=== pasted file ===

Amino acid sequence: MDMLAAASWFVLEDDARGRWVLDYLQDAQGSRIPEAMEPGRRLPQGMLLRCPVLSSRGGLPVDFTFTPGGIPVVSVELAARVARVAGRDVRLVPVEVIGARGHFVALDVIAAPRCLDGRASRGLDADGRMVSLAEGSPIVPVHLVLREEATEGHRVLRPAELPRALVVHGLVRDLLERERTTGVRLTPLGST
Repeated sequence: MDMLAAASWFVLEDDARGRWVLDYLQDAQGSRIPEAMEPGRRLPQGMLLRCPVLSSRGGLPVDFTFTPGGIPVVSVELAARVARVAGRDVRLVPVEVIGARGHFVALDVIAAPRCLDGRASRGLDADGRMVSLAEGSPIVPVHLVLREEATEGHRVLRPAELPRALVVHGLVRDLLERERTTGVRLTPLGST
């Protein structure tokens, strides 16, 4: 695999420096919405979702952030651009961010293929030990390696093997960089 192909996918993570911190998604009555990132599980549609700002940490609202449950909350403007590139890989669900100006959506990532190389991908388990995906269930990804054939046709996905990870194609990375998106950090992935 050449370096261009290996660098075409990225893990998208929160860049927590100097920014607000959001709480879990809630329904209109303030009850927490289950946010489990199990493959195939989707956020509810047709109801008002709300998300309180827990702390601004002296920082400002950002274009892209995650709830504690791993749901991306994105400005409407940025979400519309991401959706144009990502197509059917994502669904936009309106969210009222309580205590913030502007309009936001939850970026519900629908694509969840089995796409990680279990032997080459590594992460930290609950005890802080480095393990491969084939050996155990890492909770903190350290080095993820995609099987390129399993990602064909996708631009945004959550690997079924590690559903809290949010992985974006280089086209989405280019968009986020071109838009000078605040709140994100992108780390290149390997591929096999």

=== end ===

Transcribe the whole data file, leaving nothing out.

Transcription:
Amino acid sequence: MDMLAAASWFVLEDDARGRWVLDYLQDAQGSRIPEAMEPGRRLPQGMLLRCPVLSSRGGLPVDFTFTPGGIPVVSVELAARVARVAGRDVRLVPVEVIGARGHFVALDVIAAPRCLDGRASRGLDADGRMVSLAEGSPIVPVHLVLREEATEGHRVLRPAELPRALVVHGLVRDLLERERTTGVRLTPLGST
Repeated sequence: MDMLAAASWFVLEDDARGRWVLDYLQDAQGSRIPEAMEPGRRLPQGMLLRCPVLSSRGGLPVDFTFTPGGIPVVSVELAARVARVAGRDVRLVPVEVIGARGHFVALDVIAAPRCLDGRASRGLDADGRMVSLAEGSPIVPVHLVLREEATEGHRVLRPAELPRALVVHGLVRDLLERERTTGVRLTPLGST
């Protein structure tokens, strides 16, 4: 695999420096919405979702952030651009961010293929030990390696093997960089 192909996918993570911190998604009555990132599980549609700002940490609202449950909350403007590139890989669900100006959506990532190389991908388990995906269930990804054939046709996905990870194609990375998106950090992935 050449370096261009290996660098075409990225893990998208929160860049927590100097920014607000959001709480879990809630329904209109303030009850927490289950946010489990199990493959195939989707956020509810047709109801008002709300998300309180827990702390601004002296920082400002950002274009892209995650709830504690791993749901991306994105400005409407940025979400519309991401959706144009990502197509059917994502669904936009309106969210009222309580205590913030502007309009936001939850970026519900629908694509969840089995796409990680279990032997080459590594992460930290609950005890802080480095393990491969084939050996155990890492909770903190350290080095993820995609099987390129399993990602064909996708631009945004959550690997079924590690559903809290949010992985974006280089086209989405280019968009986020071109838009000078605040709140994100992108780390290149390997591929096999």